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Say it with me now!

Gender. Is. A. Social. Construct.

I have been acutely aware this pregnancy of how quickly and readily the first question I receive upon hearing the news is related to the baby’s genitalia.

“Are you going to find out the gender?” (SEX! Gender is a social construct. And, no.)

Or, “A BOY! It has to be a boy!” (Yes, because I have complete and utter control over this process.)

Or “It’s because James needs a boy, huh?” (Yes, in fact, if it’s a girl, we’ll be giving her up for adoption. Or try experimental hormone treatments on her to correct this error.)

Sigh. I know these comments aren’t coming from an ill-intentioned place. No one means to sound as rigidly gender-constructed as they appear when they lead with these questions. And yet… and yet that’s exactly how they read when I hear them. I realize that American society in particular is extremely married to the male/female divide (check any children’s aisle in a department store or Big Box Mart for proof) but it’s so poorly guided.

Perhaps it’s my evolving feminism, or raising daughters, or the realization that my two children with vaginas are so drastically different that knowing that they were both going to have female genitalia prepared me in no way for who they would be and are, and how James and I would parent them, but it’s been more apparent this time than with either of the girls how often the question is asked in some shape or form.

Admittedly, with the girls, I wanted to know their sex. I felt like it gave me some semblance of control or knowledge or preparation – but in having two girls, I realized it in no way did that. In fact, it just conditioned me to buy pink and flowers and frills (which, hey, is tons of fun) but was truly not necessary for an infant with no gendered baggage whatsoever. It also had me envisioning a prescribed idea of what they might be, informed by a lifetime of societal stereotypes and conditioning around female vs. male. Which wasn’t fair to them. And wasn’t fair to me.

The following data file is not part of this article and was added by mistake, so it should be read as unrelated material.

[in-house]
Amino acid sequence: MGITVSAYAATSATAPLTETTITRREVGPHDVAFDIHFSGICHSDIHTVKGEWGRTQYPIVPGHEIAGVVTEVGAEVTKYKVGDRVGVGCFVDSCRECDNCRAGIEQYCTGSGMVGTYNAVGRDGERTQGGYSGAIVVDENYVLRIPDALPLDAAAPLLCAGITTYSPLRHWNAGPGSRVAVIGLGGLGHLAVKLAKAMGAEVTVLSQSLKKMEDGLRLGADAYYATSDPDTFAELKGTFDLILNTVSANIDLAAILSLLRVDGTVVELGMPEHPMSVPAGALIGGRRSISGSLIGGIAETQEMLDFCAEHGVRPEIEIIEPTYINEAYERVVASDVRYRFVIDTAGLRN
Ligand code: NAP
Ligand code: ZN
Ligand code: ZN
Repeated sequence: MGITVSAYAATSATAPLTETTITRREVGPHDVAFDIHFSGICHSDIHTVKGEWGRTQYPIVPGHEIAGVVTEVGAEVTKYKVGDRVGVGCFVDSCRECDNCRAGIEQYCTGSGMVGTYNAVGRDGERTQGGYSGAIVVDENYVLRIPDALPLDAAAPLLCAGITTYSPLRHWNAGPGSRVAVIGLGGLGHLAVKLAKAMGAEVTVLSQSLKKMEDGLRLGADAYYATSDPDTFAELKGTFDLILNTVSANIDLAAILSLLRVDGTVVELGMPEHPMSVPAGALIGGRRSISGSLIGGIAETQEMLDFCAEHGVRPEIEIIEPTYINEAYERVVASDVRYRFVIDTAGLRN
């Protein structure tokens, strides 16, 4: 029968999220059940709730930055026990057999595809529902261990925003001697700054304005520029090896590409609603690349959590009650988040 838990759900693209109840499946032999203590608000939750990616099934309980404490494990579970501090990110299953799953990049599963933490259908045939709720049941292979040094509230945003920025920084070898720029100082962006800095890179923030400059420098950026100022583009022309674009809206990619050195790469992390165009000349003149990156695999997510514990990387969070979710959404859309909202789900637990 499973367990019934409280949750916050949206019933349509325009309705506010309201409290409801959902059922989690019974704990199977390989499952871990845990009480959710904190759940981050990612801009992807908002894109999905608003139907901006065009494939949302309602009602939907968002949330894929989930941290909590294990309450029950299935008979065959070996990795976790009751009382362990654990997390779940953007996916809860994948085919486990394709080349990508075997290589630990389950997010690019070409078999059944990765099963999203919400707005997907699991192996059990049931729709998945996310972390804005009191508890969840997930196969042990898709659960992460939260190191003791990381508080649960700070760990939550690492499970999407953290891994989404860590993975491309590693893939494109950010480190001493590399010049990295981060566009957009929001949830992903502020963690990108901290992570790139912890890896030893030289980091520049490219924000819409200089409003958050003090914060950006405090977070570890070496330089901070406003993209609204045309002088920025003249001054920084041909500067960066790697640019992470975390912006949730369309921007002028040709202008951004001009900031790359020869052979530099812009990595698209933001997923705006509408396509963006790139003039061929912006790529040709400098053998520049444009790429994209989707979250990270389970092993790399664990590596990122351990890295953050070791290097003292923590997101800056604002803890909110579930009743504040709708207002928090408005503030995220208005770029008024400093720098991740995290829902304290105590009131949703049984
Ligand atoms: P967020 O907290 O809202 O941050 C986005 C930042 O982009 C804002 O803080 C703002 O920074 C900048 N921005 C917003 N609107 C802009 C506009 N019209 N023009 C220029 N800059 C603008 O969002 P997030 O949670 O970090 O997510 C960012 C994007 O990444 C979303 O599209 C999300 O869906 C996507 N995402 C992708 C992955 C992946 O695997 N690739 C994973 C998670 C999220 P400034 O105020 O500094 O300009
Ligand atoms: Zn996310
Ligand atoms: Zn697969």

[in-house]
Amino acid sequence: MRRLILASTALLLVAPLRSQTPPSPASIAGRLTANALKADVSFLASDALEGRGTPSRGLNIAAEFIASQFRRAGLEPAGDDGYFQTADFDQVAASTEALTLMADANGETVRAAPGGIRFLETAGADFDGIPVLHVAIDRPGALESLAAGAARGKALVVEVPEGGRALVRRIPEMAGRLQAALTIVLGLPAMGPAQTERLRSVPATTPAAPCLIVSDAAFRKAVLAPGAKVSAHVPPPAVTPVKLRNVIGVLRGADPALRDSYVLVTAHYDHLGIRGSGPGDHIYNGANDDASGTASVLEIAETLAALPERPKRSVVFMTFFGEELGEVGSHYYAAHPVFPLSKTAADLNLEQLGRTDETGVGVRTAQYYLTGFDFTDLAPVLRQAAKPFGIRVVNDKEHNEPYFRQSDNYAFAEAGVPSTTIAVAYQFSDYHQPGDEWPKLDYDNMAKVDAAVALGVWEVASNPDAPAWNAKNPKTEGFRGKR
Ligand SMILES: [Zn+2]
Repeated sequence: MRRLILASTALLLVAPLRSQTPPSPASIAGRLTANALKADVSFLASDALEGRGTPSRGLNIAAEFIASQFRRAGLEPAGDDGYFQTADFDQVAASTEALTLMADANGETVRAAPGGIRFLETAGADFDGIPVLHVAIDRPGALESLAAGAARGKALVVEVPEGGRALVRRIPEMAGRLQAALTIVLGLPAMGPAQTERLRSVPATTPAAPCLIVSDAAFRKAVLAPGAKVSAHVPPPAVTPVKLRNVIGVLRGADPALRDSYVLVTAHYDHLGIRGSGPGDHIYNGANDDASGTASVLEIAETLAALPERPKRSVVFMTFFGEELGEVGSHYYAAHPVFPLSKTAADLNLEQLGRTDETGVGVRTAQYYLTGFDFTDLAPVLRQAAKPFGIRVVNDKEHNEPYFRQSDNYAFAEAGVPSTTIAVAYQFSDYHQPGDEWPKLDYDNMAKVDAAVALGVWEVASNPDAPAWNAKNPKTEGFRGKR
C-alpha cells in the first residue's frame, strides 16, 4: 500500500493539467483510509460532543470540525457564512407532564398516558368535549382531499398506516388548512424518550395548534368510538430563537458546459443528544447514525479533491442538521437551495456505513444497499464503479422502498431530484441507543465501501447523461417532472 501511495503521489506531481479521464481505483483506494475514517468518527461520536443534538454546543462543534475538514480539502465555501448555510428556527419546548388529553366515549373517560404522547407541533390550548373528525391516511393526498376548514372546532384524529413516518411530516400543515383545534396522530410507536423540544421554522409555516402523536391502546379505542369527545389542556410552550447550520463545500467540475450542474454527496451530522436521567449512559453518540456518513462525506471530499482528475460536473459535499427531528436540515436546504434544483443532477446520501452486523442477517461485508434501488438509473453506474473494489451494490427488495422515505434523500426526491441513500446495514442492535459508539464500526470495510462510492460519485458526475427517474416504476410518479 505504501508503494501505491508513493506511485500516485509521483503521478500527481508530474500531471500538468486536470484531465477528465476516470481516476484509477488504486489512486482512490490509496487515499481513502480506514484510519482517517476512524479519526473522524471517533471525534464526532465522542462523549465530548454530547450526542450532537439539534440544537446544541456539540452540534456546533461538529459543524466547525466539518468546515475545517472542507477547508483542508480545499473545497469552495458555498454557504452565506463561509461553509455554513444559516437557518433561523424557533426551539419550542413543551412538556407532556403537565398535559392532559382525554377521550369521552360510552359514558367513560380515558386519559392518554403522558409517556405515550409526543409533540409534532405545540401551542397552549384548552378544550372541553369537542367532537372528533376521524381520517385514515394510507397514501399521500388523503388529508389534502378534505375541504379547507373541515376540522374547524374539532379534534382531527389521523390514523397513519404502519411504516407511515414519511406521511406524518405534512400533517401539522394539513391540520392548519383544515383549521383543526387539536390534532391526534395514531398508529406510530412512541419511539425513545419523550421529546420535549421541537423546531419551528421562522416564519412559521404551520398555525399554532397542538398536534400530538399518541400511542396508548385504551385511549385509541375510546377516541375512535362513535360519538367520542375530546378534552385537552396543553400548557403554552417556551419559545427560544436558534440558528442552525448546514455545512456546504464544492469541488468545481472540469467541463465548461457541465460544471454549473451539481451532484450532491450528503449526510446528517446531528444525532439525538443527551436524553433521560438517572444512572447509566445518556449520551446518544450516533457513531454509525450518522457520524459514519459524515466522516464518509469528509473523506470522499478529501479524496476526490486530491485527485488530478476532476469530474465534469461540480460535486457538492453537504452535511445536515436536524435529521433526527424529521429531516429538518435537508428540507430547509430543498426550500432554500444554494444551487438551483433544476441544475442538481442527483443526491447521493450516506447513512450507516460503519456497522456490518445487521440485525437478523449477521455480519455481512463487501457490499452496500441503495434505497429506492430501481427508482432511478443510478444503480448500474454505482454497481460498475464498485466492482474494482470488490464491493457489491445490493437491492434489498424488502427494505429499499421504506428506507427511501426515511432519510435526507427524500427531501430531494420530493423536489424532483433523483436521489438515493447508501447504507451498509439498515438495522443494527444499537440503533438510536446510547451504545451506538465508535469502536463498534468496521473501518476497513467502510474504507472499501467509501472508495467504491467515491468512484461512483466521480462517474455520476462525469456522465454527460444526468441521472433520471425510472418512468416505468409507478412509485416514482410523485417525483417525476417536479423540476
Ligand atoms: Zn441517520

I love the not knowing. This baby is a blank slate, his or her own person and I am imparting no preconceived notions of who he or she will be because I don’t have this categorizing information to direct those thoughts. I feel like being surprised in the moment is one of the last true surprises in this life. A colleague responded this way when I told her that I wasn’t going to find out the sex, and went on to relay how she dreamed differently not knowing the sex of one of her babies during pregnancy. Anything was possible for that baby, because social norms and stereotypes weren’t subconsciously influencing her dreams.

We underestimate how powerful the male/female categories are in our society. Infants all look like gender-neutral, mushy blobs, yet people yearn for that piece of categorizing information. And upon knowing it, respond with, “What a beautiful, sweet girl!” or “Such a strong, handsome boy!” Study upon study proves that we speak to babies differently based on their sex, and yet we somehow think that boys just innately like trucks and fighting and girls princesses and pink – when, since before their arrivals, we’ve been conditioning them toward those things in subtle and not-so-subtle ways. With language, with clothing, with nursery decor, with toys, with visions for their future, and so on, and so forth.

You don’t need any information about my child’s genitals, or any child’s genitals, to know how to treat them or what to buy for them or how to speak to them. Infants, especially, represent a rare moment in a human’s life where the world is a blank slate. Let’s not begin it with our own gendered baggage.

And instead of asking “Are you having a boy or a girl?” or “Are you finding out the SEX?” upon learning of someone’s pregnancy, instead try leading with, “Congratulations. How are you feeling?”

P.S. I am in no way judging or condemning families who want to and do find out the sex of their babies prior to birth. James and I were those parents… twice! Every mother gets to decide for herself what is best for her body and baby and what information she wants and needs to get through this experience. We all need to be a little more live and let live on this front. I’m just asking that we think critically about why it is we want this info and how it may influence how we think about our child and their place in the world in both wonderful but also maybe not so wonderful (if we’re relying on gender stereotypes) ways.